Last week, there was an incredible amount of Internet chatter, generated by one well-regarded tester (DisplayMate) and one blogger (DisplayBlog) comparing the AMOLED display in the Nexus I with the LTPS LCD in the iPhone. In short, according to the tester, the AMOLED didn’t measure up. The evaluation was, to my knowledge, the first in-depth scientific comparison of the two displays. Did they help or just confuse the situation? There was a time when display architectures and the measurements of performance were relatively simple:
The use of power was simply measuring how much power the backlight used as the imaging electronics contributed very little to power consumption.
The sub-pixel architecture was dominated by fixed groupings of rectangles of red, green and blue to create a pixel.
Displays did not take into consideration the character of the eye (retina) to resolve colors and reduce power consumption.
The backlight was either all on or off.
The color depth was either 2, 4, 6, or 8 bits per sub-pixel, or some increases in bit depth were achieved using dithering, but the implementation for a particular panel was fixed.
The brightness was determined simply by the number of candelas/m2.
Adding a touch screen did not materially impact the front of screen performance as few used any touch screen.
Over the last two or three years, all of this has changed and hopefully for the better:
New display technologies have been introduced, so when low peak brightness and low color saturation are used, the displays can reduce the power consumption. These features have been enabled by both LCDs (with content adjusted dimming) and OLEDs.
Sophisticated pixel configurations have been designed for both LCDs and OLEDs that take advantage of the way that eyes resolve colors so that the least amount of power and the highest resolution with equivalent modulation ratio can be designed into the display.
Drivers can be designed to support modes of multiple color depths, for example the gallery app might load thumbnails into a lower bit depth representation storing lots of thumbnails and animate them around, but when you click on an image, and zoom in on it, the image should be at full resolution and full bit-depth for the duration of the inspection.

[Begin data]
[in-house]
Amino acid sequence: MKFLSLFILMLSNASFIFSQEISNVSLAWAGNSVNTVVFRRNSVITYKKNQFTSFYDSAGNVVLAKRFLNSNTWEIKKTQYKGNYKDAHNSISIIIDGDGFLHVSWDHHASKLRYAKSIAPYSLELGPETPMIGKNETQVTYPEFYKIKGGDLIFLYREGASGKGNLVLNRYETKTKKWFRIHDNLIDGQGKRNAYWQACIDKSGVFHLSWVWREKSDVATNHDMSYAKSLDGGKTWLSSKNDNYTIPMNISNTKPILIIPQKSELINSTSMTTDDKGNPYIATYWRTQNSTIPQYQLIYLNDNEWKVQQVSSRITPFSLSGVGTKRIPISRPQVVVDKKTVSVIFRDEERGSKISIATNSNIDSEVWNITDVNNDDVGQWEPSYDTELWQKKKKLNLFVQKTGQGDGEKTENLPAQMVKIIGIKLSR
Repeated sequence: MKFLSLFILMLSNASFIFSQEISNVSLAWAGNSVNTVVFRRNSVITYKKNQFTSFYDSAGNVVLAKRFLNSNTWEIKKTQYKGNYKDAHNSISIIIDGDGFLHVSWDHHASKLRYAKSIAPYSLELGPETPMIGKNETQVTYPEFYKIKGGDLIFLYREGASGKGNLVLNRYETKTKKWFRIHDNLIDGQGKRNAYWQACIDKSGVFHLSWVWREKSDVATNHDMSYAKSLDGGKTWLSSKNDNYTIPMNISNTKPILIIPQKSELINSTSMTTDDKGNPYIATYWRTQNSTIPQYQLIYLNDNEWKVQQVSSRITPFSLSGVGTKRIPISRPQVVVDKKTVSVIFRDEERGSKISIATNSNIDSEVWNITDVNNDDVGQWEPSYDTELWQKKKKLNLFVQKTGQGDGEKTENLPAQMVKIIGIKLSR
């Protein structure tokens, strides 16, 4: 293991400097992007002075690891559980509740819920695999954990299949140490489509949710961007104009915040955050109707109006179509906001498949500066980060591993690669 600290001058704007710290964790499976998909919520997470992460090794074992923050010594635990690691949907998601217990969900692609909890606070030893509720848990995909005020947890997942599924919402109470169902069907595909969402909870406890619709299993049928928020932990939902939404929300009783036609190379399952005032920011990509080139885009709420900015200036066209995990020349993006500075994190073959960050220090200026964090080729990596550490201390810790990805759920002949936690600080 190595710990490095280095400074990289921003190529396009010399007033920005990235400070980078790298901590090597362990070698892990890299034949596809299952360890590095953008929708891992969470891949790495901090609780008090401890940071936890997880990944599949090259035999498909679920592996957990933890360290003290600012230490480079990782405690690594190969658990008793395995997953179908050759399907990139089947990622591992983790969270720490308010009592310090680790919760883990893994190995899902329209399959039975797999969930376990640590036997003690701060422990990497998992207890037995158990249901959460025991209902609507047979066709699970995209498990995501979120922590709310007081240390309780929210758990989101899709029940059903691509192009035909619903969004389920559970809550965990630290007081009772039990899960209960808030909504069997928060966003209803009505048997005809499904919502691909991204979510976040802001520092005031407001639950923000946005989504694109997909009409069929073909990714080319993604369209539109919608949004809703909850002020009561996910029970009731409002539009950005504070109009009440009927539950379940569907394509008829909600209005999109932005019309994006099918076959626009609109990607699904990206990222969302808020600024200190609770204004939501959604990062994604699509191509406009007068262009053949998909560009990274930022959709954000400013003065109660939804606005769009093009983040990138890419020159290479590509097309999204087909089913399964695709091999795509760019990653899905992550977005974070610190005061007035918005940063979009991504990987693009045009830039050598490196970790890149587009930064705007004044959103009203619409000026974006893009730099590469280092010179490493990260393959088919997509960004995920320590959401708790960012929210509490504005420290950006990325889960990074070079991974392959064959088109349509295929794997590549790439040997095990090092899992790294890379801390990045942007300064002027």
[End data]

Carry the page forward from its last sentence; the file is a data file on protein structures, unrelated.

When test equipment measures luminance, it may not take into consideration the benefits of higher contrast ratio and the method of implementing color depth. Some OLED displays appear brighter than LCDs operating at the same luminance simply due to their extraordinary blacks and high contrast; meaning that the human eye perceives one display brighter than the other, even though the measurement equipment indicates that both displays are producing the same measured brightness in cd/m2. See Figure 2.
Touch capability is typically an add-on to the actual display and capacitive touch adds a piece of glass or plastic with patterned ITO on ether side. Typically, there is a space between the touch component and the display. In this implementation the multiple optical index mismatches causes greater reflection and reduces the luminance and contrast.
Now along comes a series of new OLED displays and the image testing folks are challenged to determine if all of these changes actually produce better images and lower power consumption than the simple older displays of the past. Clearly consumers and media are able to see the difference.
The Nexus One is slim and curvaceous, and the OLED display is just stunning. -cnet.
The 3.7-inch, 800×480 AMOLED screen is undoubtedly the best we’ve seen on an Android phone yet, delivering crisp and bright colors and much less glare than the LCD efforts found on HTC’s older Android handsets and, of course, the iPhone. As a result, your eyes won’t start going squiffy after a few hours squinting at it. -Electricpig
The colors are much more vibrant and the blacks are blacker, as evidenced by putting both side by side and hitting up various websites and loading various games. The pinks on Perez Hilton and the blues on Gizmodo just popped a lot more on the N1, and made the Droid (which was actually considered to have a great screen) seem washed out. The same feeling carries over when you compare the Nexus with the iPhone 3GS. And it’s pretty damn bright, compared to the other two phones. This is probably the best screen we’ve seen on a smartphone so far. – Gizmodo
Different users may have different initial impressions on placing the AMOLED side-by-side with a more traditional backlit LCD screen–Ars Deputy Editor Jon Stokes found the AMOLED to be a striking improvement, but to me it first came off as dark and underwhelming. However, upon extended use, I have to say, this is better. … The brightness gamut is excellent. … The OLED screen also has a much better viewing angle than a traditional LCD screen; this could be important for some car dock setups. Overall, I don’t think I’d trade this screen for the brighter Droid screen, or any other non-OLED screen. – Ars Technica